Add the salt, and the additional salt or sugar, depending on which way you’re going with this. Then, one at a time mix in the eggs. You’re going to have to pretend that your arm can stir as fast and as strong as the paddle attachment on a stand mixer to get the eggs to mix in. It’s hard to explain, but the egg just really gets slippery and you really have to put a little muscle behind it to get the dough to allow the egg to incorporate. As you mix each egg in, the dough will get thicker, and a little harder to stir. It will also get pretty sticky. Here’s an extreme close-up of what mine looked like after all the eggs were in.
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You can put the finished dough into the fridge for up to a day before using it, or get after it right away.

Put all the dough into the large plastic bag. I found it was a lot easier when I put the bag into a plastic container to hold it steady while I spooned the dough into it.
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Cut about a 1/4 inch off of one corner, and pipe the dough out onto a lightly greased (I just used the spray stuff) cookie sheet. You can decide how big you make them, but they will get bigger as they bake so leave plenty of room between them.  Also, if you get any peaks, wet the tip of your finger and push those down. I know they look cute, but they’ll just burn.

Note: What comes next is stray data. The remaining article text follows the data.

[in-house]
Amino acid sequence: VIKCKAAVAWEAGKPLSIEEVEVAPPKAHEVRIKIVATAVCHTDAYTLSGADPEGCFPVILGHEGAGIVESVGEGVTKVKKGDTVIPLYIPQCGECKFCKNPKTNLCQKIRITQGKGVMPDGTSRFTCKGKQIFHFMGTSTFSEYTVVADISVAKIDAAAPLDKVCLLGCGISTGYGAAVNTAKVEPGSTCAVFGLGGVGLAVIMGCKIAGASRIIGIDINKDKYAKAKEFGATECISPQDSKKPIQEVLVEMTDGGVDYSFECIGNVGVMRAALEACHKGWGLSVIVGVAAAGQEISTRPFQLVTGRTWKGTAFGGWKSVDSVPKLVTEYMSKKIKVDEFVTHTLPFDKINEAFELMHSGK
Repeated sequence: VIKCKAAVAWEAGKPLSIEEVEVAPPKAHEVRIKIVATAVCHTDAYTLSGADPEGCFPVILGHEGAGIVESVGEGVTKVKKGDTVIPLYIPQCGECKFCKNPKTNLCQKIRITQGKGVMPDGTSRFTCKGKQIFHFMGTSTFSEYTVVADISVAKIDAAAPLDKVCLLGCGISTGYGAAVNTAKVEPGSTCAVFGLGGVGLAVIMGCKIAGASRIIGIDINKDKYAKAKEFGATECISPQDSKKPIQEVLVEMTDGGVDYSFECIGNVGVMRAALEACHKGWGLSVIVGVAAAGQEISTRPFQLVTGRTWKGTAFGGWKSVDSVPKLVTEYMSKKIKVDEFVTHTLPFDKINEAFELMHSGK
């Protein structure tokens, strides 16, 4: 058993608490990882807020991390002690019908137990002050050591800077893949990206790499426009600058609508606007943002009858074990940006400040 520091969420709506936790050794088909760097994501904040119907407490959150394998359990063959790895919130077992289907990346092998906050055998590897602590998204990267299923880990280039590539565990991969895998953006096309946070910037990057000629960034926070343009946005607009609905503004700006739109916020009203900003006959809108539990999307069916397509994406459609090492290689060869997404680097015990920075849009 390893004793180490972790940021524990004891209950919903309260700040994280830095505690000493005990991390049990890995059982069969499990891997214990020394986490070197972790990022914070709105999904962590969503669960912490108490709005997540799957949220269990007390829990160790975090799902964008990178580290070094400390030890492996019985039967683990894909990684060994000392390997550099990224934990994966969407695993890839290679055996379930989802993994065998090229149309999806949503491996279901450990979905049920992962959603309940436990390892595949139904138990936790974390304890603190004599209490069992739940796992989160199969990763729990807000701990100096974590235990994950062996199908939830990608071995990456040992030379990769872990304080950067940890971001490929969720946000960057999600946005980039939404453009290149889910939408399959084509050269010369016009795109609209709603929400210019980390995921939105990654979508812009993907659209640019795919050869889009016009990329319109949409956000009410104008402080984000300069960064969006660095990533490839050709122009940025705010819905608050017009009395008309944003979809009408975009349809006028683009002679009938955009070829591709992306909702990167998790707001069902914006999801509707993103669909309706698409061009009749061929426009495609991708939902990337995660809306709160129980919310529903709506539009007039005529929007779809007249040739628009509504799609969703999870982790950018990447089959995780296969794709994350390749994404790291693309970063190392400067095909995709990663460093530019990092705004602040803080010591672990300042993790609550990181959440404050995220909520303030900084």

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They’ll bake for 6-10 minutes (depending on the size) at 425°, and then for another 18-30 minutes at 350°, according to the recipe. However, I made mine pretty small so they were only in there for about 12 minutes or so after I took the oven temperature down. Try to avoid opening and closing the oven door to check on them a lot, but maybe just give them a little peek after you lower the oven temp to see where they are. That’ll give you an idea of how much longer they have to go.

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If you made the dough sweet, you can fill these with anything from pastry cream (or pudding) to ice cream to chocolate sauce.  For my filling, I diced up one apple, then cooked it until soft in 2 T of butter, 2 T of brown sugar, and 1 T of the vanilla/chamomile infused maple syrup I got in my Hatchery box. I was going to take a picture but oops! I ate them too fast.

If you’re making them savory, throw in some finely grated cheese or some chopped chives or something like that before you add the eggs to the dough, or fill them with something savory afterwards. Steamy Kitchen gives a yummy sounding recipe for a mushroom pate at the bottom of her recipe.

So, not so scary after all.

I think once you get the hang of this one, you could repeat it any time you want to without too much trouble. I do like the fact that there was only one pot to clean, and how much fun it is to come up with interesting things to fill them with.

Have fun!